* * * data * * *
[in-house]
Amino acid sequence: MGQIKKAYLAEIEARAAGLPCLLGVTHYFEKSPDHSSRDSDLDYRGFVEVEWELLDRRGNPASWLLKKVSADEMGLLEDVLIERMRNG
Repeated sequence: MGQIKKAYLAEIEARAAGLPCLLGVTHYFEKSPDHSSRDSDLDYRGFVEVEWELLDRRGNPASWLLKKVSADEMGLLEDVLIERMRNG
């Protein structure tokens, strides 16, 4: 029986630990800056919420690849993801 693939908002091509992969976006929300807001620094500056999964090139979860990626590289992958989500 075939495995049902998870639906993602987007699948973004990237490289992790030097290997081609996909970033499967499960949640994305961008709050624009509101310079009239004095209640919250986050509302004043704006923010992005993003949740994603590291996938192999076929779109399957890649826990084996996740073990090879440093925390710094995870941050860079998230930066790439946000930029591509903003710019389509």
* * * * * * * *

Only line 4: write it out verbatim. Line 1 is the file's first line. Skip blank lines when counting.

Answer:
């Protein structure tokens, strides 16, 4: 029986630990800056919420690849993801 693939908002091509992969976006929300807001620094500056999964090139979860990626590289992958989500 075939495995049902998870639906993602987007699948973004990237490289992790030097290997081609996909970033499967499960949640994305961008709050624009509101310079009239004095209640919250986050509302004043704006923010992005993003949740994603590291996938192999076929779109399957890649826990084996996740073990090879440093925390710094995870941050860079998230930066790439946000930029591509903003710019389509």